Kevin Mack begins his visual effects career as model painter on THE ABYSS. Then he joins Digital Domain as matte painter, he will work on this position on films such as TRUE LIES or THE FIFTH ELEMENT. He becomes then a VFX supervisor of WHAT DREAMS MAY COME, FIGHT CLUB or VANILLA SKY. In 2002, Kevin Mack leaves Digital Domain to join Sony Imageworks where he will supervise SPEED RACER, GHOST RIDER or BIG FISH.
You were VFX supervisor at Digital Domain for years. What it makes you of being this time to the side of the customer?
I was at Digital Domain for nine years and it was great fun to work with my dear friends there again. Being on the studio side was not much different than being at a facility for me as I have been the overall supervisor for most of the films I’ve worked on.
How did you have distributes the sequences between the various VFX studios?
The VFX Producer, Denise Davis and I divided the work as logically as possible, based on the capacity and capabilities of the various VFX companies we chose to work with.
Chris Columbus know really well the visual effects. How was it the collaboration with him?
Chris is very generous and collaborative and really fun to work with. He allowed me to contribute much creatively to the film which made the process very enjoyable.
What were the challenges on this show?
The biggest challenges were the short schedule and the vast variety of difficult effects we had to create. Most big VFX films have a specific kind of major effect that is done over and over so you achieve an « economy of scale » by doing lots of similar shots. « PERCY JACKSON » has so many different kinds of effects, from all manner of CG creatures and environments to complex fluid simulations for water and fire effects as well as the various transformations, It meant that we had to develop and plan many different assets and techniques simultaneously.
For the creatures, did you choose an approach 100 % CG or did you have use some animatronics?
The creatures are 100% CG or CG added to actors. No animatronics.
How did you conceive the Mount Olympus?
Mount Olympus was based on various concept illustrations. Production Designer, Howard Cummings and his art department, set the style of architecture and the floating asteroid concept. I worked with Whiskeytree, who did the shots, to refine and develop it into the final design.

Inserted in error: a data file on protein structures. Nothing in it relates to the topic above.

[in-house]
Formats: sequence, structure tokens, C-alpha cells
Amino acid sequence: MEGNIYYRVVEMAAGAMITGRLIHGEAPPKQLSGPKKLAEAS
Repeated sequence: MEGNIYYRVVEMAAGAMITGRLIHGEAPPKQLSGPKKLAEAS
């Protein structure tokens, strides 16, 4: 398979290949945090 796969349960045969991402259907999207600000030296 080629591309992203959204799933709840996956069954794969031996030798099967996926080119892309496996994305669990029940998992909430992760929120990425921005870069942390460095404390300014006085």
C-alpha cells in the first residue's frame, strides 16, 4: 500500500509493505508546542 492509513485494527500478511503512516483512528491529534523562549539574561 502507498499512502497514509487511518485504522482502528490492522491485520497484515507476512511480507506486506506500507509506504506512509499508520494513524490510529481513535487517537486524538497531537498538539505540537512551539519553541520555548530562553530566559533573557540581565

Does your past of matte painter artist helps you in the conception of the visual effects?
Definitely! As a painter, one is well versed in aesthetic design, visual story telling and the behavior of light. This helps one to be able to conceptualize and visualize imaginary things as though they exist.
How many VFX shots is there in the show?
We created just over 900 shots. Over 800 are in the film. Because of the short schedule it was inevitable that some completed VFX shots were edited from the final film.
THE CLASH OF THE TITANS is the reference movie about gods and men. Were you inspired by the work of Ray Harryhausen?
As a kid I certainly was inspired by the work of Ray Harryhausen as well as Willis O’Brian and others. « CLASH OF THE TITANS » came out after my formative years so I wouldn’t say that film was an inspiration specifically. « JASON AND THE ARGONAUTS » and the « SINBAD » films that Ray did were a big inspiration. One of the most inspiring films for me was the original « KING KONG ».
What was the most complicated sequence to create?
That’s a tough question because we had so many complex sequences. Certainly the big water effect at the end was quite complex, but so was the whole aerial fight in NY city. Medusa was insanely complex having to track in and animate all those snakes and give them all something to do. The Hydra and it’s transformation and the re-growth of ten heads was ridiculously complex.
Thirty foot tall Poseidon walking out of the sea and transforming into water and then eroding down to human size and back into human form was a very complicated sequence to plan and execute. Hades with his fluid simulation fire effects and his facial performance capture was very complex as well. I guess the point is that creating VFX for a movie like this one is a very complex process. Even wire removals and composites can get quite complicated.
About which sequence are you the most proud of?
I’m sorry, but I am so proud of so many of the sequences in this film that it’s impossible to pick just one. That said, I have to admit that I’m extra proud of the big water effect at the end of the film as it was my concept.
I know that it is a delicate question but can you give us an idea ot the budget assigned to the VFX on this show?
I’d say that the budget was just right.
What memory did you keep of this film?
So many great memories from a project like this. You become quite close to so many people. They become like your family. The film was shot in and around Vancouver, BC and post production was based in San Francisco. I live in Los Angeles, so I was living as well as working away from home for over a year. This adds even more intense and vivid memories because it’s all so new and different. It’s almost like being someone else for a while. You work somewhere else, you live somewhere else, you drive a different car, you have different friends. It’s quite surreal. Like a dream.
What is your next project? The next adventures of Percy Jackson?
I am taking a much needed break to be with my family, work on my fine art and play guitar. What comes next remains to be seen.
Thanks for your time.
Thanks for the great questions.
© Vincent Frei – The Art of VFX – 2010